2012 Gold Averages: Goldman $1,810/oz, Barclays $2,000/oz and UBS $2,050/oz

Tyler Durden's picture

From GoldCore

2012 Gold Averages:  Goldman $1,810/oz, Barclays $2,000/oz and UBS $2,050/oz
Gold is trading at USD 1,592.0, EUR 1,223.30, GBP 1,028.00, CHF 1,491.0, JPY 124,067 and AUD 1,600.50 per ounce.

Gold’s London AM fix this morning was USD 1,593.00, GBP 1,028.34, and EUR 1,222.94 per ounce.

Friday's AM fix was USD 1,589.50, GBP 1,022.84 and EUR 1,218.94 per ounce.


Gold have fallen marginally in most currencies, extending last week's loss, which was the biggest in nearly three months. Gold’s weakness continues despite negative economic news such as Fitch's warning regarding downgrading France and other countries and geopolitical risk after the death of North Korea’s Kim Jong Il. 

Fitch warned it may downgrade France and six other euro zone nations as it believes a comprehensive solution to the region's debt crisis is "technically and politically beyond reach."

Asian shares fell and South Korea’s KOSPI closed 3.4% lower after being as much as 5% down after news of the death of Kim Jong-il created fears of regional instability.

The gold market barely reacted to Jong Ill's death. The death could contribute to further short term weakness and dollar strength but geopolitical instability in Asia should lead to further safe haven demand for gold.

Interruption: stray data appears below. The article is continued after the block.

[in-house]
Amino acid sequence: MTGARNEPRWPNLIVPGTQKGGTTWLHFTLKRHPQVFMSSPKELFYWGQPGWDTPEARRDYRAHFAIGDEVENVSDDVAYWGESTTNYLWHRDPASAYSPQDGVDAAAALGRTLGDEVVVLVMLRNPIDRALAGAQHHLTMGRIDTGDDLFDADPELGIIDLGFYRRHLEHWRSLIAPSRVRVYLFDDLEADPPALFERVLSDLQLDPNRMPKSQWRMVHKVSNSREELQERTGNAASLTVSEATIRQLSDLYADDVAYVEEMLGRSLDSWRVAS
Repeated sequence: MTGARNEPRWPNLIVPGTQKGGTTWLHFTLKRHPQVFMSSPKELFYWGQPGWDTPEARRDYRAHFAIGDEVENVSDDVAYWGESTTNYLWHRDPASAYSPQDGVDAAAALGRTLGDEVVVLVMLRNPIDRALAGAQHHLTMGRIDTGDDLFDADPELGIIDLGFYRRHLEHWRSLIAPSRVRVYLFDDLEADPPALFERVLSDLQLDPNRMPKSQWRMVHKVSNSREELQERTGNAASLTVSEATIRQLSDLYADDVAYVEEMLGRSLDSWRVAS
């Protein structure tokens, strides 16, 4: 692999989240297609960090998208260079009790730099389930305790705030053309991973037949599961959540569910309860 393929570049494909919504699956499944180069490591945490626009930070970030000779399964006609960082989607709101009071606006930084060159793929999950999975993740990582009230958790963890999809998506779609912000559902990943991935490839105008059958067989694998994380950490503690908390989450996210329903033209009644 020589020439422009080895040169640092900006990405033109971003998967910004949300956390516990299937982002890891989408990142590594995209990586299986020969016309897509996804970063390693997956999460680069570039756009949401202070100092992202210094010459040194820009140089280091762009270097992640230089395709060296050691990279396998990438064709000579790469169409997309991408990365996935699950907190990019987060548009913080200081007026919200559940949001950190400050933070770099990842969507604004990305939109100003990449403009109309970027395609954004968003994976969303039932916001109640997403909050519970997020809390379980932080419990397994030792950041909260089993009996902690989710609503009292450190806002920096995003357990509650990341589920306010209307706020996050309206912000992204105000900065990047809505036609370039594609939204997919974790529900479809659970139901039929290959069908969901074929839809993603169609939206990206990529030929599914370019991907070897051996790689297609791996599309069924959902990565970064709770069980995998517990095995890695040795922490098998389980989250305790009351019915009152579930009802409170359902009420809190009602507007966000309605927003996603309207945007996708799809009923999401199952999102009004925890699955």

A Reuters poll of hedge fund managers showed how sentiment towards gold remains subdued and negative. Hedge fund managers are negative on gold’s price prospects in the near term with many saying gold will fall below $1,500 an ounce over the next three months.

However, even hedge fund managers are positive on gold in the medium term and believe that gold is likely to retest September's all-time highs – possibly by late 2012.

The industry itself as represented by government mints, refineries, brokers, bullion banks remains more bullish than hedge fund managers. Much of the industry would have an expertise and an insight into the precious metals market that your average hedge fund manager would not.
Managed money in gold futures and options cut bullish bets for the second consecutive week the latest data from the U.S. Commodity Futures Trading Commission showed. This is another contrarian signal that gold is close to bottoming.

Holdings of SPDR Gold Trust, the world's largest gold-backed exchange-traded fund, remained unchanged from a day earlier at a one-month low of 1,279.98 metric tons, down 15.43 metric tons, or 1.2% from a week earlier.

While investors cut 13.3 metric tons of gold from their ETP holdings yesterday, the most since Aug. 24, assets are less than 1% below the record set December 14 showing that buyers of the gold ETF are ‘stickier’, less speculative and more passive than many had assumed.